Why You Should Purchase Optional Uninsured/Underinsured Motorist Coverage

What is Uninsured/Underinsured Motorist Coverage?

Under Hawaii law, each auto insurance policy must include liability coverage of at least $20,000/person, $40,000/accident. Your liability coverage pays damages to others resulting from your covered negligence. Uninsured Motorist (UM) and Underinsured Motorist (UIM) coverage is essentially the “mirror image” of liability coverage. UM/UIM coverage protects you, other people named as insured under your policy, and your resident relatives from the negligence of others. Although UM/UIM coverage is optional under Hawai‘i law, insurers are nonetheless required to offer the coverage on every auto policy. To reject UM/UIM coverage, you must sign or initial a form confirming your rejection. If your current policy lacks UM/UIM coverage, it’s because you expressly chose not to buy it.

Reasons to Buy (Or Buy More) UM/UIM Coverage

1. Uninsured drivers are a significant problem in Hawaii. Check the dockets of Hawaii’s District Courts. Moreover, many vehicle owners can afford only the required minimum automobile liability insurance coverage ($20,000/person, $40,000/accident). That minimum coverage is frequently insufficient to fairly compensate victims of negligence. If you are seriously injured in an auto accident, the fair value of your liability claim against a negligent third-party could easily exceed the $20,000/person, $40,000/accident minimum on his or her auto policy.

2. Liability coverage usually comes with aggregate “per occurrence” or “per accident” limits in addition to “per person” limits. That means, if more than two injured people are covered by the same policy in the same accident, they will be forced to apportion the “per accident” limit and no one claimant can recover more than the per person limit. In other words, the more people injured at the same time under the same coverage, the less money each injured person can potentially recover in compensation. The maximum size of the pie is fixed; how much coverage each person can access is dependent on the number of slices and the size of the slice to which each person is arguably entitled.

For example, consider the horrific motor-vehicle/pedestrian collision on January 29, 2019 at the intersection of Kamakee Street and Ala Moana Boulevard. The driver of a pick-up truck allegedly lost control of his vehicle and hit several pedestrians waiting to cross the street, killing three and seriously injuring five others. Even if the allegedly negligent, intoxicated driver carried a responsible amount of auto liability insurance—say, with limits of $100,000/person, $300,000/accident—the five people seriously injured would be forced to share the total $300,000 per accident policy limit with the families/estates of the three people killed. In this sort of tragic situation, the surviving victims and families of the deceased end up grossly undercompensated for their losses, especially the wrongful death claimants. The hypothetical policy would pay out no more than $100,000 per death under the driver’s liability coverage, but under the circumstances the families/estates of the deceased would ultimately get even less after apportioning the $300,000 per accident limit among all other claimants.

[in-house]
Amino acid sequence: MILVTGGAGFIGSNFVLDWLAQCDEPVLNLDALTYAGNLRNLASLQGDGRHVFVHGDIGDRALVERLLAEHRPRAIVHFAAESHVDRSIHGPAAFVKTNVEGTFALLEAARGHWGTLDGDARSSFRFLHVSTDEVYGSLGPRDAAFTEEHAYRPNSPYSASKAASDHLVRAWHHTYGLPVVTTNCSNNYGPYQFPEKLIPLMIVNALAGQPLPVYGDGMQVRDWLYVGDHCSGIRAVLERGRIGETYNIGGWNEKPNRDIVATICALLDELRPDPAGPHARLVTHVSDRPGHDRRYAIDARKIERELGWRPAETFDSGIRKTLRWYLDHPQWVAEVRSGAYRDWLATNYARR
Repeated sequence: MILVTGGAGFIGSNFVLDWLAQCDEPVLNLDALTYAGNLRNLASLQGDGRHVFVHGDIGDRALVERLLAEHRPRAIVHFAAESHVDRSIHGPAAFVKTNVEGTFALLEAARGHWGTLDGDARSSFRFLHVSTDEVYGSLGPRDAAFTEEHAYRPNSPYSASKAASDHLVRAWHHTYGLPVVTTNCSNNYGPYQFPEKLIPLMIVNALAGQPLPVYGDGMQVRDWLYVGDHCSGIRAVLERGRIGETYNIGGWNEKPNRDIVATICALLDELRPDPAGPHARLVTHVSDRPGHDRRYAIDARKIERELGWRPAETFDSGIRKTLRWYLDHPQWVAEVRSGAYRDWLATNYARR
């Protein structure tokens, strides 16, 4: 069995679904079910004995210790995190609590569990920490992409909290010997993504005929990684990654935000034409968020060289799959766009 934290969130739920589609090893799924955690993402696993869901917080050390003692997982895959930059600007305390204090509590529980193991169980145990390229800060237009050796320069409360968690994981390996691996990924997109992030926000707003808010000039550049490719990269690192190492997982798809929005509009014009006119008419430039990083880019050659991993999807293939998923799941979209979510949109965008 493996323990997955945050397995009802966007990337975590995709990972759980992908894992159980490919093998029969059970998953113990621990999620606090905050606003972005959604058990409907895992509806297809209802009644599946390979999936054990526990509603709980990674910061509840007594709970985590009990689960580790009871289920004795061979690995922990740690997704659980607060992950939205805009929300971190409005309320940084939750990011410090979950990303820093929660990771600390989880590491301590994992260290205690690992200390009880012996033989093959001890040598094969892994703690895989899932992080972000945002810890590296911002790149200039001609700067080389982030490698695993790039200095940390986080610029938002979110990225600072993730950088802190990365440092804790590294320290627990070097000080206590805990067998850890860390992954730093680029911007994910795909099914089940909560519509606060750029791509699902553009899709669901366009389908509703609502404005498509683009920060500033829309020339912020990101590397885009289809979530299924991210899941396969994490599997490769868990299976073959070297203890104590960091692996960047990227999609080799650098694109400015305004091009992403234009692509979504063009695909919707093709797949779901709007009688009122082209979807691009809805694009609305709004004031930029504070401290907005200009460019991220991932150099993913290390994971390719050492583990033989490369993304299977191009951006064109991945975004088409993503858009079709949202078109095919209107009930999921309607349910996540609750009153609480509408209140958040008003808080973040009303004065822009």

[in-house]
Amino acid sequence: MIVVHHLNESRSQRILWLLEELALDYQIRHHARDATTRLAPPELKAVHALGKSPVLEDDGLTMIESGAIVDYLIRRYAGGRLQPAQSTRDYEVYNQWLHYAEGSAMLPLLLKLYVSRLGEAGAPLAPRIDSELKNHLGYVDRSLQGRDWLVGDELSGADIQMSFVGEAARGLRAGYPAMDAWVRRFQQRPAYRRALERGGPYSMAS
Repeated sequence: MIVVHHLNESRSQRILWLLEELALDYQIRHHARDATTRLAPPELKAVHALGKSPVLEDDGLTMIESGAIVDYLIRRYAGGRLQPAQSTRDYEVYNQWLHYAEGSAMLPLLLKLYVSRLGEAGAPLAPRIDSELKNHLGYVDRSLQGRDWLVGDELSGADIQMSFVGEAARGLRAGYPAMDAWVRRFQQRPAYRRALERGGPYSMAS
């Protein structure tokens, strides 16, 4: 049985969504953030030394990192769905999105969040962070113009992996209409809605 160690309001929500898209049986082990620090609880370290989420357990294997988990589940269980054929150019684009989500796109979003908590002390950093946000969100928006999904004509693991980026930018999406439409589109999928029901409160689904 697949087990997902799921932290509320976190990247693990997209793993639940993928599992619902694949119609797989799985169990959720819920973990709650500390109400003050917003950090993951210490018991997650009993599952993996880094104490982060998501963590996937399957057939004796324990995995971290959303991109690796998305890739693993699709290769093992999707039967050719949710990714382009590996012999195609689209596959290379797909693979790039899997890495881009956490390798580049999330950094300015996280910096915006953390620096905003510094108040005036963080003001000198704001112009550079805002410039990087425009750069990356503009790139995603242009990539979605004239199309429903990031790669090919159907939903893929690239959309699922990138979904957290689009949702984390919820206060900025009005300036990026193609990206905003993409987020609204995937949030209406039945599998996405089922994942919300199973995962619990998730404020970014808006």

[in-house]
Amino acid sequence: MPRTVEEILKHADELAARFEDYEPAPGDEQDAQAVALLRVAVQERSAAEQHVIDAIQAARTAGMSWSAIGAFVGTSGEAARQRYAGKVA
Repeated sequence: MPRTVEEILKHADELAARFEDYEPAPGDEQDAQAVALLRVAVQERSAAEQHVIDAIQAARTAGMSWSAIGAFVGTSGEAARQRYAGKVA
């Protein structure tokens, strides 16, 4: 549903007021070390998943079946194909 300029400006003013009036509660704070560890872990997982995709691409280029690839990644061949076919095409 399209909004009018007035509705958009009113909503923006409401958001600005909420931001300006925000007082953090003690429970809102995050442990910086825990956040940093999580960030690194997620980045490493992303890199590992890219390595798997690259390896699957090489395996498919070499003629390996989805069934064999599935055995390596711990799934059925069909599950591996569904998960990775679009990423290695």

3. UM/UIM coverage, similar to no-fault PIP coverage, often travels with you, protecting you and others insured under your policy when not in your insured vehicle. If you, others insured on your policy, and/or your resident relatives are injured while cycling, walking, or traveling in the vehicle of another, you will probably be able to access your UM/UIM coverage if there is no or insufficient coverage available through the negligent driver and/or through any other applicable automobile policies.

4. UM/UIM coverage stacks on top of any applicable liability coverage. For example, say that you have UM/UIM policy limits of $100,000/$300,000. If you are injured by a negligent driver with the same limits under his or her liability coverage, you will be able to access up to an aggregate $200,000 for any injuries you suffer ($100K from the negligent driver’s policy and another $100K under the UM/UIM coverage on your policy). Your UM/UIM coverage begins paying when the liability coverage exhausts and will pay out up to the full amount of the coverage. Hawaii law on UM/UIM stacking is different from other states. For example, in California UM/UIM coverage gets “credit” for any amount paid by the underlying liability coverage, so the total amount you can recover under both policies will not exceed the limits of your policy. Lucky we live Hawai‘i.

5. Most insurance companies will give you the option to stack the UM/UIM coverage on your policy if you have more than one vehicle covered under that policy. In addition to UM/UIM coverage stacking on top of liability coverage, you can also elect to stack your UM/UIM coverage on your own policy. Such stacking multiplies the policy limits by the number of vehicles covered under the policy. For example, if you have three vehicles on a policy with UM/UIM limits of $20,000/$40,000, electing to stack the UM/UIM coverage results in effective policy limits of $60,000 per person, $120,000 per accident. Of course, stacking will also result in a higher premium, but the increase in premium will be less than if you did not stack and increased the policy limits to limits of $60,000/$120,000.

Robert Klein